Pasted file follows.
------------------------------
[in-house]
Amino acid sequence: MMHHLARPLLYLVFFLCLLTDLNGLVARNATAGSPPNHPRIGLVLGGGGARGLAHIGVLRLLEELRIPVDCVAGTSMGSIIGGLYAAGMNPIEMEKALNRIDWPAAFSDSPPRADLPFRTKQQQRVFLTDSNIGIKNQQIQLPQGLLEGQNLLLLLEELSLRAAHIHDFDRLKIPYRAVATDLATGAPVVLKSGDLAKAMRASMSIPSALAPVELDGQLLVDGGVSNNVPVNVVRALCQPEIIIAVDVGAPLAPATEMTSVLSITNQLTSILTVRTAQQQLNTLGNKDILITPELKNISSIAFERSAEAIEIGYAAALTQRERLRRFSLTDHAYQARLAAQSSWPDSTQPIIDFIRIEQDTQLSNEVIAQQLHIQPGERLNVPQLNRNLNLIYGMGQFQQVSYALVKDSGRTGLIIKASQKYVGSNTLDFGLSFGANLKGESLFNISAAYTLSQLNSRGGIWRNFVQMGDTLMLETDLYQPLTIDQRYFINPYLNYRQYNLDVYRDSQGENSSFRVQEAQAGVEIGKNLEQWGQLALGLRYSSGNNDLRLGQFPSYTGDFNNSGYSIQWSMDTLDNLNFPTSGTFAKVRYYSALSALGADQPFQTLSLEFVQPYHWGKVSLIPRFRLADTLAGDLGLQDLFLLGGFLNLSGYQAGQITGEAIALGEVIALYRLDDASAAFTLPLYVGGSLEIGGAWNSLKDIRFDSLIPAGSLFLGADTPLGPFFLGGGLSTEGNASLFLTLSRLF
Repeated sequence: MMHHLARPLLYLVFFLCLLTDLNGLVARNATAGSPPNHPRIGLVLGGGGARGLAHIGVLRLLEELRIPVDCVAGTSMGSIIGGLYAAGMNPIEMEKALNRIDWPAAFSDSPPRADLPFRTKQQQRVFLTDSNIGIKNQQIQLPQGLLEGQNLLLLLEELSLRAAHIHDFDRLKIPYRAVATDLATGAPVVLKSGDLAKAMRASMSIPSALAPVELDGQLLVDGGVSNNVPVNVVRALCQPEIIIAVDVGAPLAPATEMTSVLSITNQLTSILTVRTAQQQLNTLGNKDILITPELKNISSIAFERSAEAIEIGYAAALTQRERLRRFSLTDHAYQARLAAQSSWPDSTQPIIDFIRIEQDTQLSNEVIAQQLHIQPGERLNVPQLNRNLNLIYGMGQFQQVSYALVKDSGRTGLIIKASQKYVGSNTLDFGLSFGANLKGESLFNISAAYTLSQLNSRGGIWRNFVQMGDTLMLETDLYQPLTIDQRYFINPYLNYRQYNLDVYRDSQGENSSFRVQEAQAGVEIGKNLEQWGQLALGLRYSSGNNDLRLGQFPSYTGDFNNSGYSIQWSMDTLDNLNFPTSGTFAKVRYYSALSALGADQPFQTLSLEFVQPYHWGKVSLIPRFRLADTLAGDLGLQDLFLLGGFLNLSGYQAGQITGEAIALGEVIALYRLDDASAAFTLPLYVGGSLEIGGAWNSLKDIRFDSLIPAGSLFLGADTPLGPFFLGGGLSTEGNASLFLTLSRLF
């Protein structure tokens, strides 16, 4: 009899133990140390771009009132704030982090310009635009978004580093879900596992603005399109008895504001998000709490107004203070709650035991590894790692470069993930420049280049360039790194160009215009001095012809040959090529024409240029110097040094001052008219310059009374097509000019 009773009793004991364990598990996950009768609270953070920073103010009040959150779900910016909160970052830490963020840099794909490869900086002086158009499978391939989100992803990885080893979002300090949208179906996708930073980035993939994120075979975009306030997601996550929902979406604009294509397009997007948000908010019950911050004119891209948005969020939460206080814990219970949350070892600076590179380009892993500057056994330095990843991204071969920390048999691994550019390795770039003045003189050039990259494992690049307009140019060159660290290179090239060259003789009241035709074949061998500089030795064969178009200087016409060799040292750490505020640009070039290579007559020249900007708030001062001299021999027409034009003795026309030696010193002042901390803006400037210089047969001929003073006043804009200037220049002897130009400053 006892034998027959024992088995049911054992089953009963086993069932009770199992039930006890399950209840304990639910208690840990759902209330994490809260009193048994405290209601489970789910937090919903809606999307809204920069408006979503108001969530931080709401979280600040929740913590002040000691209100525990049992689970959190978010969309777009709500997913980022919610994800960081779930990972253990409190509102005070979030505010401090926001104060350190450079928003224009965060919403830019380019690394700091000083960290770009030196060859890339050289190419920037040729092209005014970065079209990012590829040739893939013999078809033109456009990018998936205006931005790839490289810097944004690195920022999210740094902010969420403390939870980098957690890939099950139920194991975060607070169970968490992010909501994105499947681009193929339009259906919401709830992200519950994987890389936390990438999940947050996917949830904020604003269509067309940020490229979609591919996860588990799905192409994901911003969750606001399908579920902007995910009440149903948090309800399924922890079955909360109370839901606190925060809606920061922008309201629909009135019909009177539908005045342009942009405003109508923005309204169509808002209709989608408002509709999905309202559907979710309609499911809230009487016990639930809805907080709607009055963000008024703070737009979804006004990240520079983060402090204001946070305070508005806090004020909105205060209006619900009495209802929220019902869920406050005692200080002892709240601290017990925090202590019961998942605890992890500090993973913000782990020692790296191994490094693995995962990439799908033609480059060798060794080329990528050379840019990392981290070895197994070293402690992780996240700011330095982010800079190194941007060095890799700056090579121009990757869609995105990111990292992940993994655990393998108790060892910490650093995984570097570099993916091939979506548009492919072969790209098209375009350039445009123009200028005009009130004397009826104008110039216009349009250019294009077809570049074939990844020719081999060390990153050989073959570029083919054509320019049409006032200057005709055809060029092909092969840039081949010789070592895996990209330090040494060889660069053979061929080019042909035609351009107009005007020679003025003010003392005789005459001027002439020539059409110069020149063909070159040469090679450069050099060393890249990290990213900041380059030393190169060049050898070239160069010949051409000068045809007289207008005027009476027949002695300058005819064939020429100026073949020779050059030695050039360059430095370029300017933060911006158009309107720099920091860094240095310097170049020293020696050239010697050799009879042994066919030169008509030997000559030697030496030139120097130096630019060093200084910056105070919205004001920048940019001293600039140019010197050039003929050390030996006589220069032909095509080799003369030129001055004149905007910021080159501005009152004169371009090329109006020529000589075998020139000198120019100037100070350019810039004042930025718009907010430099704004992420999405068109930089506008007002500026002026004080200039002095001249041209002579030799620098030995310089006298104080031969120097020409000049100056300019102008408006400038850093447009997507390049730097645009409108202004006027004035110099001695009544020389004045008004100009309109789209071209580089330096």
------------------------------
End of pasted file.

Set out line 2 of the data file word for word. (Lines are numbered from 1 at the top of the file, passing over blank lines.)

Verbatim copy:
Amino acid sequence: MMHHLARPLLYLVFFLCLLTDLNGLVARNATAGSPPNHPRIGLVLGGGGARGLAHIGVLRLLEELRIPVDCVAGTSMGSIIGGLYAAGMNPIEMEKALNRIDWPAAFSDSPPRADLPFRTKQQQRVFLTDSNIGIKNQQIQLPQGLLEGQNLLLLLEELSLRAAHIHDFDRLKIPYRAVATDLATGAPVVLKSGDLAKAMRASMSIPSALAPVELDGQLLVDGGVSNNVPVNVVRALCQPEIIIAVDVGAPLAPATEMTSVLSITNQLTSILTVRTAQQQLNTLGNKDILITPELKNISSIAFERSAEAIEIGYAAALTQRERLRRFSLTDHAYQARLAAQSSWPDSTQPIIDFIRIEQDTQLSNEVIAQQLHIQPGERLNVPQLNRNLNLIYGMGQFQQVSYALVKDSGRTGLIIKASQKYVGSNTLDFGLSFGANLKGESLFNISAAYTLSQLNSRGGIWRNFVQMGDTLMLETDLYQPLTIDQRYFINPYLNYRQYNLDVYRDSQGENSSFRVQEAQAGVEIGKNLEQWGQLALGLRYSSGNNDLRLGQFPSYTGDFNNSGYSIQWSMDTLDNLNFPTSGTFAKVRYYSALSALGADQPFQTLSLEFVQPYHWGKVSLIPRFRLADTLAGDLGLQDLFLLGGFLNLSGYQAGQITGEAIALGEVIALYRLDDASAAFTLPLYVGGSLEIGGAWNSLKDIRFDSLIPAGSLFLGADTPLGPFFLGGGLSTEGNASLFLTLSRLF